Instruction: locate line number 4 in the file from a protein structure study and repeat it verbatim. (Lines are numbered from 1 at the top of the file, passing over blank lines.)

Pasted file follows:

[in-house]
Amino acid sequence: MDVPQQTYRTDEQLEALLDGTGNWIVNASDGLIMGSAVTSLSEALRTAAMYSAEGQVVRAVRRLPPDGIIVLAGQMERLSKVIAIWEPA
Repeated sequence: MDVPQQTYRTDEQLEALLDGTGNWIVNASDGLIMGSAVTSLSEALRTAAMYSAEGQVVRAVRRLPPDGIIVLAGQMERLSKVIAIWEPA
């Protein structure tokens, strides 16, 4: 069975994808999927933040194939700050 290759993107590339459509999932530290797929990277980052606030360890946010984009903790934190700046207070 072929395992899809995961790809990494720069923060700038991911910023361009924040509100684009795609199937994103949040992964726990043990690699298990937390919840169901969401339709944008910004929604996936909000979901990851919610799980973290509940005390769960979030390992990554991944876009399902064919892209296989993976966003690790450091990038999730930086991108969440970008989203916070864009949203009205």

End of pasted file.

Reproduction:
């Protein structure tokens, strides 16, 4: 069975994808999927933040194939700050 290759993107590339459509999932530290797929990277980052606030360890946010984009903790934190700046207070 072929395992899809995961790809990494720069923060700038991911910023361009924040509100684009795609199937994103949040992964726990043990690699298990937390919840169901969401339709944008910004929604996936909000979901990851919610799980973290509940005390769960979030390992990554991944876009399902064919892209296989993976966003690790450091990038999730930086991108969440970008989203916070864009949203009205």